Five years ago, when the proposed National Rural Employment Guarantee Act (NREGA) was a subject of fierce controversy, Bunker Roy compared the attitude of the government to that of a dog who crosses a road half-way, can’t decide whether to go forward or backward, and gets run over. This enlightening image applies again today, in the context of the proposed National Food Security Act (NFSA).
The National Advisory Council (NAC) discussed two proposals for the NFSA on August 30. They differ mainly in terms of the Public Distribution System (PDS) entitlements in rural areas. In one proposal, 20 per cent of the rural population is excluded, but everyone else gets 35 kgs of grain per month at ‘Antyodaya prices’: Rs 3 per kg for rice, Rs 2 for wheat, and Re 1 for millet. In the other proposal, no one is excluded, but there are two categories, getting 35 kgs and 25 kgs per month respectively. Implementing either of these proposals (including the non-PDS food entitlements) would require 60 million tonnes of grain in the first year, rising to 70 million tonnes as the Act is extended to the whole country.
These are not hare-brained proposals from a bunch of jholawalas (not that there is anything wrong with carrying a jhola instead of a BlackBerry). They represent an attempted agreement between 14 persons from diverse backgrounds, half of whom are senior civil servants or former civil servants. Yet they seem to have set off alarm bells in the government. According to recent media reports, the food ministry has even “rejected” these proposals — before they were finalised!
The ministry’s main objection is that the food requirements are too high. It is pointed out that grain procurement averaged 55 million tonnes or so during the last three years, and that it would be unwise for the government to commit itself to a larger amount.
This argument is wholly unconvincing. Grain procurement has been growing by leaps and bounds from the late 1960s onwards. In the last 20 years, it grew at five per cent per year on average. The viability of the NAC proposals requires nothing more than a continuation of this upward trend.
What the critics are arguing is that, for purposes of future planning, we should assume that this upward trend is about to stop! This would be at odds with the common practice in such matters. In most planning exercises, forecasts are made based on recent growth rates, and reasonable assumptions on how they might change. The government has no hesitation in assuming continued economic growth of 8-9 per cent per year in countless planning documents, even though that requires a certain dose of optimism. But when it comes to food security, conservatism is the motto.
It may be argued that conservatism is required because we are talking of legal obligations. But conservatism is already involved in assuming nothing more than a continuation of recent trends. If the government wishes, procurement growth can be accelerated — that would be much easier than to alter the growth rate of the economy. Indeed, what is procurement? Ultimately, it is just buying. And as Montek Singh Ahluwalia remarked at the last NAC meeting, “no situation is known to have arisen where money was there but food was lacking”. He said this in the context of a discussion about cash transfers, but it applies to grain procurement as well.
Another strange argument invoked by the food ministry is that, if procurement increases, less food will be available on the market, and therefore, food prices will rise. This is a misunderstanding. Procurement puts no upward pressure on market prices as long as the quantities procured are released elsewhere. What would raise market prices is procurement without distribution, that is, hoarding (as happened last year). Nothing of the sort is being proposed under the NFSA.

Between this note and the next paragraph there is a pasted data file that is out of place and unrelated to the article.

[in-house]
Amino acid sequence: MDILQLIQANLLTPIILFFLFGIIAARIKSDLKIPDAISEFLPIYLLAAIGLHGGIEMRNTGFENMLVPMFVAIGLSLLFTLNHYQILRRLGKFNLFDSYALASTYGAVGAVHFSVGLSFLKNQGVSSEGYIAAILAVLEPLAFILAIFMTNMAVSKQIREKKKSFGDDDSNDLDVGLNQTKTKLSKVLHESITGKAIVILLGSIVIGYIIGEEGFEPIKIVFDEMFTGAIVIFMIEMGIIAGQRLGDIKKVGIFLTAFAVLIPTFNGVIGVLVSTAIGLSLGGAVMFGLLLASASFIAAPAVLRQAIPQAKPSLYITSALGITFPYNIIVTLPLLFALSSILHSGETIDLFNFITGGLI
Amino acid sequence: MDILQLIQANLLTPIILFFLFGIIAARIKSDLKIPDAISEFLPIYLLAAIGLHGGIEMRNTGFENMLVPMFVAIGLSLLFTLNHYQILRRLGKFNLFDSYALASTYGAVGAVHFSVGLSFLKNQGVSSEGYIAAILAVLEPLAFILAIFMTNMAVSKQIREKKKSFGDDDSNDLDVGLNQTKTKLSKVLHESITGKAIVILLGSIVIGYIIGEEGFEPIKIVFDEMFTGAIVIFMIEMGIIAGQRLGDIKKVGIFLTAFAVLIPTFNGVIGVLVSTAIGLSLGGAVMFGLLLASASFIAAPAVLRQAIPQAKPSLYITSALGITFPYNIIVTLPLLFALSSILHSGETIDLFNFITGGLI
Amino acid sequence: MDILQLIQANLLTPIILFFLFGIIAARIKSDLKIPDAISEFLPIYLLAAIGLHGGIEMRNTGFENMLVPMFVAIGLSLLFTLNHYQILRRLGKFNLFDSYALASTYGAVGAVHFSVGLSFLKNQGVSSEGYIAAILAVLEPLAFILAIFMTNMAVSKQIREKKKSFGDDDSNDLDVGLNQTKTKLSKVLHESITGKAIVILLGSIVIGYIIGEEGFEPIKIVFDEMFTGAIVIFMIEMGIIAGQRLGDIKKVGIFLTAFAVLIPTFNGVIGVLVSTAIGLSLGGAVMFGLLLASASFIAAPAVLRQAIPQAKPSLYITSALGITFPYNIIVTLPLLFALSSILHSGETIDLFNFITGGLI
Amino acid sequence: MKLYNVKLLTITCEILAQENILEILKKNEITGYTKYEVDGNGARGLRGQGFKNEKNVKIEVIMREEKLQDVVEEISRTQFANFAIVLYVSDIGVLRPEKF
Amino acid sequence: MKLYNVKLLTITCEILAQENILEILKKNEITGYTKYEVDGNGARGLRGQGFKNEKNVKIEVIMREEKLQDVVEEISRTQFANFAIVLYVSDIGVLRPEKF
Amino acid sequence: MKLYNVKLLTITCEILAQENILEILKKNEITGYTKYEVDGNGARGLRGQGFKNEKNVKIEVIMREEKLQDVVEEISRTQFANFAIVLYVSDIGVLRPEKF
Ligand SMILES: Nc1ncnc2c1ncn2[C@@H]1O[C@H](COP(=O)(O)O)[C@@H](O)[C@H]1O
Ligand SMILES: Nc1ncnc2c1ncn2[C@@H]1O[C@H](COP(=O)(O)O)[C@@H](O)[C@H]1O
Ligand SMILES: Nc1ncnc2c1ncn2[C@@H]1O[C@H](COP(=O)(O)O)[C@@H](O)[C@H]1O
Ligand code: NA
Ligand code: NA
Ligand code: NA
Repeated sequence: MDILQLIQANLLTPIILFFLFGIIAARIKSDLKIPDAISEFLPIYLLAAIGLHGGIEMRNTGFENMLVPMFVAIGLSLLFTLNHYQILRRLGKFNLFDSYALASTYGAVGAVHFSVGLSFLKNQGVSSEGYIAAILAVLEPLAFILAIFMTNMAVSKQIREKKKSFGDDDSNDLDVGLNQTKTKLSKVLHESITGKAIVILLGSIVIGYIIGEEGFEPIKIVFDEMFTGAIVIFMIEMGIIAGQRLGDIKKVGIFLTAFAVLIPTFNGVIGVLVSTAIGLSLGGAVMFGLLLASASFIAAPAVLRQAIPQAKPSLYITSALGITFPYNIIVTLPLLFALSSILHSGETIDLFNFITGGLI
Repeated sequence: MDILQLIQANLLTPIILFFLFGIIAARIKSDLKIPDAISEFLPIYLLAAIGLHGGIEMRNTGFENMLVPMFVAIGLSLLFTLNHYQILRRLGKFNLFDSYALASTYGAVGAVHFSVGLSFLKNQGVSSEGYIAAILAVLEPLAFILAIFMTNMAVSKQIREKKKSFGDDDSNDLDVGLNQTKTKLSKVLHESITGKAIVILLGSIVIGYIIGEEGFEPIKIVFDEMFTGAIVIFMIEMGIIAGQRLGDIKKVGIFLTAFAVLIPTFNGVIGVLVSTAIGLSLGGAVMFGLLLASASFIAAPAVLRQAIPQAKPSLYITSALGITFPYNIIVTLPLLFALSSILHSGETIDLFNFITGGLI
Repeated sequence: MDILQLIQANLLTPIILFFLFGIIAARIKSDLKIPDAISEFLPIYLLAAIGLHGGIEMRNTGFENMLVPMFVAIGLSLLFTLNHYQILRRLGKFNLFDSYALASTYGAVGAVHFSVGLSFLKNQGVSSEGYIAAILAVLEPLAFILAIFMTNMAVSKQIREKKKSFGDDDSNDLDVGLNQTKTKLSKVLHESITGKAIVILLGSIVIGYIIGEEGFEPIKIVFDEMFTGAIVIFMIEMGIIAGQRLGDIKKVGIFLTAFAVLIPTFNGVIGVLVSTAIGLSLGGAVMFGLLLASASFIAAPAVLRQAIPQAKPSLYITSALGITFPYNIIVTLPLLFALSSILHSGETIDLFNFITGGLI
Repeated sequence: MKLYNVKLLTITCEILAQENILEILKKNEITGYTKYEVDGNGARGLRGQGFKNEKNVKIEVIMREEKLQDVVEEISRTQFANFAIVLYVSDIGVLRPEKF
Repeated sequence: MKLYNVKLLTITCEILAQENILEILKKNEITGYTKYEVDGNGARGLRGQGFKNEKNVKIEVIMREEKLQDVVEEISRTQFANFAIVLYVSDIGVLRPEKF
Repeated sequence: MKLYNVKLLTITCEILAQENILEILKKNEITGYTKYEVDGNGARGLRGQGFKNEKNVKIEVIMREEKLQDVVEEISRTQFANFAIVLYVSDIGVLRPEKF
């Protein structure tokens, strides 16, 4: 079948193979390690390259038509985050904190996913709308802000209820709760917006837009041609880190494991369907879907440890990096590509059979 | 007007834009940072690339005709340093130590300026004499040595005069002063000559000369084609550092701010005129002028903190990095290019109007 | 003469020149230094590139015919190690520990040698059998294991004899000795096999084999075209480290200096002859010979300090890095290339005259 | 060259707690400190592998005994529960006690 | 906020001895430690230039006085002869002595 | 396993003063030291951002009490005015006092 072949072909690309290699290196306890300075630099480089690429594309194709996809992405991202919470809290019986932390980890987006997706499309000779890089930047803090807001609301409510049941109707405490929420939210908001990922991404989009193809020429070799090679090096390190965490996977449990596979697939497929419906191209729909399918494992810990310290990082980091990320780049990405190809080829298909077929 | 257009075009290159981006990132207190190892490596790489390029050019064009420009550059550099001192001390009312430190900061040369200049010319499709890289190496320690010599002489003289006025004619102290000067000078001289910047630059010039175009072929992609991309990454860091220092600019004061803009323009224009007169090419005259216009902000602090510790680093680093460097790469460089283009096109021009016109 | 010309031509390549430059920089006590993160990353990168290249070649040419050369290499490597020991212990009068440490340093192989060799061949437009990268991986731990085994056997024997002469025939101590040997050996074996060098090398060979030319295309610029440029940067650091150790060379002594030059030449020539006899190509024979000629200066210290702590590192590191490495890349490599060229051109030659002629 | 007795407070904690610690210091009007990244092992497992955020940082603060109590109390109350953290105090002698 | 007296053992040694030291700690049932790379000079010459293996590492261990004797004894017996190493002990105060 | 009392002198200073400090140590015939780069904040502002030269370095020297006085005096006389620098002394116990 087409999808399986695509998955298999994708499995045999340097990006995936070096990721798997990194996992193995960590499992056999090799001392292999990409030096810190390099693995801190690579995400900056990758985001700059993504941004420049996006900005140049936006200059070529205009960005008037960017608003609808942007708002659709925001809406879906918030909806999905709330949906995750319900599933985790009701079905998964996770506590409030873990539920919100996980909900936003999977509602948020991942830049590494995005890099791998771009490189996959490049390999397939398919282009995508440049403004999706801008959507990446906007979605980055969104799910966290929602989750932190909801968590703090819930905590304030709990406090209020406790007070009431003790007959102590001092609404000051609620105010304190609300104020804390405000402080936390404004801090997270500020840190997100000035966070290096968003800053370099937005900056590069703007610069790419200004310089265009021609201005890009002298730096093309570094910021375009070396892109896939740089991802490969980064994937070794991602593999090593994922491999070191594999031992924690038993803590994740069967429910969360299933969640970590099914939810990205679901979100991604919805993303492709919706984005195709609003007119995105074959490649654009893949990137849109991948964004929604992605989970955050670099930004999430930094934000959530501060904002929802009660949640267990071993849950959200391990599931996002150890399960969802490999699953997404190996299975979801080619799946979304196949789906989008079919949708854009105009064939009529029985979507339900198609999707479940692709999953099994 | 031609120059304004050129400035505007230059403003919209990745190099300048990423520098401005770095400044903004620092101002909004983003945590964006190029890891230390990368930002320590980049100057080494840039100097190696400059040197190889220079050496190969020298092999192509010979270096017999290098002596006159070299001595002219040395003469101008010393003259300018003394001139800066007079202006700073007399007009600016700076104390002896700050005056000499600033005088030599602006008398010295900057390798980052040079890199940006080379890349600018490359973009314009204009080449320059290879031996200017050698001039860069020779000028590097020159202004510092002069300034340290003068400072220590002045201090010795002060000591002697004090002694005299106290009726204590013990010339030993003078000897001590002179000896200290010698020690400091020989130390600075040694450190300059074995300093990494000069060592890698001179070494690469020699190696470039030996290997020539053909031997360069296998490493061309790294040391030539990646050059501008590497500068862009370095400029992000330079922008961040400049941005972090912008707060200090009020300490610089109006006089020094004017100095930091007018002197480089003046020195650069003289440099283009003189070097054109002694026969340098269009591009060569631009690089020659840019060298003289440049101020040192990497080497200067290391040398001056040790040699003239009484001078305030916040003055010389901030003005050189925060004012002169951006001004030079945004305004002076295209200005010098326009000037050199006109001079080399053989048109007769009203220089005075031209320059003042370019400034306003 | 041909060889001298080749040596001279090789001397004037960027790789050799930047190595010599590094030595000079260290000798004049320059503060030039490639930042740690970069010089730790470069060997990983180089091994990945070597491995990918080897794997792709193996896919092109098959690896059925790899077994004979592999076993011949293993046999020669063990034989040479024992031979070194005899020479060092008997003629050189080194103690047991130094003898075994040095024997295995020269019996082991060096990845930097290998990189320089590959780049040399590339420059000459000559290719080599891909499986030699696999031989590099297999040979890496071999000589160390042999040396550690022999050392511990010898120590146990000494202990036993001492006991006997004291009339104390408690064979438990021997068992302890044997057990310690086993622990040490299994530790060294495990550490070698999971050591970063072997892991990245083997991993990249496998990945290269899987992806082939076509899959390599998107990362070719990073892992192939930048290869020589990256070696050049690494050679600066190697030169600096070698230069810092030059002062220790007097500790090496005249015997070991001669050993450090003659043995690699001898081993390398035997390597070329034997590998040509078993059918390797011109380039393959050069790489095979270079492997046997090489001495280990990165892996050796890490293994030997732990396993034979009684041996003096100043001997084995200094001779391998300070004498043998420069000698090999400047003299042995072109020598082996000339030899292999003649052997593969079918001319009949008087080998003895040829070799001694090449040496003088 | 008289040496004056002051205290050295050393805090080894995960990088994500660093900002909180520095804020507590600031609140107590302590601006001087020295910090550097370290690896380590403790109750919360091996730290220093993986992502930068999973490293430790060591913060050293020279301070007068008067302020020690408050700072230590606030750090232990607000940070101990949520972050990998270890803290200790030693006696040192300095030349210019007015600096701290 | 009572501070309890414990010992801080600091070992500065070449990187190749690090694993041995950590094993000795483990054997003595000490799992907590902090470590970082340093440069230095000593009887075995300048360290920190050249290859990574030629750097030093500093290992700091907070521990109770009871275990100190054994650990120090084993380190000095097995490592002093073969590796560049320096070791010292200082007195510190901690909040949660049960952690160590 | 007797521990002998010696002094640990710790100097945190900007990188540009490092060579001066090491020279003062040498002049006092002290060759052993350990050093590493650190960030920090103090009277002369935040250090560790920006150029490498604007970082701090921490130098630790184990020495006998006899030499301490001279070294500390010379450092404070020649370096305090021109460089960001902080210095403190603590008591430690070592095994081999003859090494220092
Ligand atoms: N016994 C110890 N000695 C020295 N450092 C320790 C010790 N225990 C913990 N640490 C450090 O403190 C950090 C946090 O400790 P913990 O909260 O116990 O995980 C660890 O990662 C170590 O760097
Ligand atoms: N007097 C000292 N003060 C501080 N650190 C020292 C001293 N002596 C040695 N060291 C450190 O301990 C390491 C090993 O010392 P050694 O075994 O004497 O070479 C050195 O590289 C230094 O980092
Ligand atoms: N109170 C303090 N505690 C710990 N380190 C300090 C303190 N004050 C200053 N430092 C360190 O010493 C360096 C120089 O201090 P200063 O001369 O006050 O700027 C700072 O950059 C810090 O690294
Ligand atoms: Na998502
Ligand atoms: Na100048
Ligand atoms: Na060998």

In the unlikely event where the government is unable to meet the procurement targets, what will happen? Nothing disastrous. If the gap is small, and temporary, it can be imported. Grain can be bought on the open domestic market. The timeframe for extension of the Act to the entire country can be extended. And in the worst-case scenario, some people will be getting, say, 30 kgs instead of 35 kgs at times. Does it mean that they will burn down the local BDO’s office, or take the government to court? Not at all. Similar fears were expressed when the NREGA was enacted, but five years later, hardly anyone has gone to court, in spite of rampant violations of workers’ entitlements across the country. At best, some workers were compensated under the law, e.g. with the unemployment allowance. Similar compensation provisions can be built into the NFSA.
Meanwhile, Food Corporation of India godowns continue to burst at the seams with excess food stocks. The common sense idea of distributing some of this food to the poor seems to frighten economic advisers. With another bumper harvest ahead, the stocks will continue growing unless more is distributed. Perhaps the government is hoping to export some of these food stocks, as it did in 2002-4, instead of “wasting” them on the poor. If the stocks are used, instead, to facilitate the launch of the NFSA, the Act’s initial food requirements will be even easier to meet.
In short, there is no reason to take current procurement levels as a ‘ceiling’ for the NFSA. The fact of the matter is that the NAC proposals — as things stand — are too modest, and that much bolder steps towards a universal PDS (and other foundations of food security for all) are possible. Instead of behaving like a timorous puppy, paralysed in the middle of the road, the government should emulate Shera and leap ahead.
Jean Drèze is Honorary Professor at the Delhi School of Economics. The views expressed by the author are personal.